Sherry Recommendations

Q. What are some of your favorite fino and manzanilla sherries?

A. Argüeso San León Manzanilla Clásica. It’s one of my favorites and a delicious manzanilla. It’s light and fresh in style.

Hidalgo La Gitana. I am a huge fan and I like the inherent fresh vinous nature of the wine. It sees less aging time and has more of a fresh quality to it. I like it for its freshness and its proximity to the ocean.

La Cigarrera Manzanilla Sanlucar de Barrameda. It’s an offshoot from the Hidalgo,  since they separated 250 years ago. They are located a few steps away, but in an area where the flor, instead of being sort of fresh on floral notes, it has more ashy tones, because they are in the heart of what is called the sub-zone of Manzanilla Barrio Bajo.

The way Sanlucar de Barrameda works is that you have the ocean and you start going back and all these wineries are on the bottom level, but then all of a sudden there’s a mountain that rises right behind it and our winery is dug into the mountains. So, it creates a much different type of manzanilla, much warmer, because the mountain acts like a sail and it captures and pushes down this crazy humidity which creates a very, very intense flor, less chamomile-like and more earthy and ashy-like.

Emilio Hidalgo Fino also really good; it’s an excellent fino.

Tio Pepe Fino is really good. What’s incredible is you look at a really big brand like Tio Pepe and the volume that these guys produce -- it’s on a monster scale. That wine is still delicious and really drinkable.

Outside of sherry, in Montilla-Moriles, the line of Alvear is produced. It’s really surprising how good those wines can be. They are sherry-like, but they are another undiscovered region. I was really deeply impressed by the fino and their whole line. And they are very inexpensive and delicious.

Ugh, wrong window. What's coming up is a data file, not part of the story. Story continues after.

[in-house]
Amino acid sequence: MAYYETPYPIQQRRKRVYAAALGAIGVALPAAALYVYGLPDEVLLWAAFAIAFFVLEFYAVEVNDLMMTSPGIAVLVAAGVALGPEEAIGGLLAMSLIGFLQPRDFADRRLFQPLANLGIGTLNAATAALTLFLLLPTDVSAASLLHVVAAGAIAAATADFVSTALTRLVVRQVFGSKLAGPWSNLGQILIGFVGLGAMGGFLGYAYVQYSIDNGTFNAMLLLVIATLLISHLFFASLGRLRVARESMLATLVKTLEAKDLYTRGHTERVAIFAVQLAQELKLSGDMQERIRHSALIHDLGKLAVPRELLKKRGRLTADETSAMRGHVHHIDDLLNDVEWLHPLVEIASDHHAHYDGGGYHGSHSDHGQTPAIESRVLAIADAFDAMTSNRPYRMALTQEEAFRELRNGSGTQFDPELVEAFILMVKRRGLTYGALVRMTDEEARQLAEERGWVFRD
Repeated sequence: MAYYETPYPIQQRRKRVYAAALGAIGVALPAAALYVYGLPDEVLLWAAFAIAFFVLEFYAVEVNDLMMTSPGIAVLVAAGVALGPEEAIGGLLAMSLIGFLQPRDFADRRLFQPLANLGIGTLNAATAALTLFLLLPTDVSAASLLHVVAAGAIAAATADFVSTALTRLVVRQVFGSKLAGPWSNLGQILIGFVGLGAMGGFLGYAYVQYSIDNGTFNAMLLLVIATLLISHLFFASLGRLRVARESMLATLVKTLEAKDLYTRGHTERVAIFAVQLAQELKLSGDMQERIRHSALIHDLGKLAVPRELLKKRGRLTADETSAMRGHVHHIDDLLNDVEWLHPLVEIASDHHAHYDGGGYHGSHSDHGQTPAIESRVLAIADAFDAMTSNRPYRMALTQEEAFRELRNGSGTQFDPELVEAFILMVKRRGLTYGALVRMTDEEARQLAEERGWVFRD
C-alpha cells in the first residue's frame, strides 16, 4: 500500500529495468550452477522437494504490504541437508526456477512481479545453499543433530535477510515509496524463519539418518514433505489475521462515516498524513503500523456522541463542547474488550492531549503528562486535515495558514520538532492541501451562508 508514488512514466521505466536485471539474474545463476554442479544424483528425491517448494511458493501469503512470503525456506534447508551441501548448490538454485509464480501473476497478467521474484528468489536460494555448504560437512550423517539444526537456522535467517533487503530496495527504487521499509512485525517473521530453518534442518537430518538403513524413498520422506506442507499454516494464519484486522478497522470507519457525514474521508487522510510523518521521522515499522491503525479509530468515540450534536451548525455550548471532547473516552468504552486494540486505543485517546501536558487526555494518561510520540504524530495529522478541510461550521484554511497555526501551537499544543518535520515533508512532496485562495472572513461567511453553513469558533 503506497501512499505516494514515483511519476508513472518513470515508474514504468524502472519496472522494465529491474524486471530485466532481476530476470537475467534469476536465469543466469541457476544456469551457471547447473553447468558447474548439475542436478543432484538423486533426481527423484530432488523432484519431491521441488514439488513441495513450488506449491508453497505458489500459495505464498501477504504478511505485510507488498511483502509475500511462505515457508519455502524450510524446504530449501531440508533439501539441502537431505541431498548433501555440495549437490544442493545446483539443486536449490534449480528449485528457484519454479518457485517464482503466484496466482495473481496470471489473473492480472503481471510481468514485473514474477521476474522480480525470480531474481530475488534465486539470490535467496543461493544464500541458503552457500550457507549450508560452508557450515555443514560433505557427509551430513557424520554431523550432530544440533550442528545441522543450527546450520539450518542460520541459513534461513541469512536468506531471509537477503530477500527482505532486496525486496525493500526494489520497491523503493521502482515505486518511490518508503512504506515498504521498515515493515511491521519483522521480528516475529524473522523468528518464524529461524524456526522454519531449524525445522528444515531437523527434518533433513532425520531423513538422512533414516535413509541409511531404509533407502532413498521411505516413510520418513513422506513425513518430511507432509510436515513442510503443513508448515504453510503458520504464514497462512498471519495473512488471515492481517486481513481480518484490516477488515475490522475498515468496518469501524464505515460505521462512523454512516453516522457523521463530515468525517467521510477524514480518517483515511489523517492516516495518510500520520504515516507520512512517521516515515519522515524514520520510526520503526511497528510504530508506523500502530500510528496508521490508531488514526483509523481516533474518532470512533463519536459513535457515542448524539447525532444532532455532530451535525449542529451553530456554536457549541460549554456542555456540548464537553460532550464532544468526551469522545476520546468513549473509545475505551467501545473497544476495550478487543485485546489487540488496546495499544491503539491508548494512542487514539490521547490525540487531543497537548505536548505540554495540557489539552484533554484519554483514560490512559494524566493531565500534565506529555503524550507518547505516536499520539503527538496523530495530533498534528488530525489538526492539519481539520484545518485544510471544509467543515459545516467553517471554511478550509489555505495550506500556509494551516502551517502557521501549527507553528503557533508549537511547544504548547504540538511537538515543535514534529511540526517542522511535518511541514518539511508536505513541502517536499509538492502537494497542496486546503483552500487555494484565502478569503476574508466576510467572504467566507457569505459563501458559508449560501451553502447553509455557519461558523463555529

[See details.]

Q. What about the Equipo Navazos La Bota sherries?

A. They are extraordinary botas (barrels) -- they are picking the best botas, so it’s a very interesting and rarified approach. The guys that are doing La Bota are at the top of their game; this is not amateur hour. They are selecting extraordinary barrels which are very, very special. The manzanilla pasada is one of the best manzanilla pasadas I’ve ever had in my life. I think it is great for awareness and just showing what the potential is of these products.

My only note of caution is when we are talking about fino, manzanilla, and manzanilla pasada [a manzanilla aged longer than usual, approximately 7 years]. I have tasted these upon release and then again a year and a half later, when they are still in the marketplace and they are not as interesting, they have fallen off. Maybe, they should bottle them in half bottles.

[See details.]

De Maison Selection’s Sherries

Q. Tell us about the sherries you import.

A. We only buy from old almacenistas (sherry wholesalers or storekeepers). That is what is exciting are the almacenistas, they used to sell their stock to this elite ruling class and that market has disappeared. The only thing they had to save themselves was to look for export markets, which is where we have come in and sort of scooped up 5 sherry houses. There is all this discovery process that is coming to light now because of the economic upheaval that is going on down there -- they’re in recession of majestic proportions.

We have two in El Puerto de Santa Maria (Gutierrez Colosia, Bodegas Grant), one in Jerez de la Frontera (El Maestro Sierra), one in Sanlucar de Barrameda (La Cigarrera), and one in Chipiona (Bodegas Cesar Florido).

In Chipiona, we discovered a new village that nobody ever talked about, which is incredibly fascinating. If the idea that sherry’s terroir is in the ocean, that the terroir is the bodega, then the closest winery we’ve ever been to on the Atlantic Ocean is the winery in the village called Chipiona. No one has ever heard of Chipiona, except in sherry and everybody knows Chipiona, because that is where all the moscatel is made.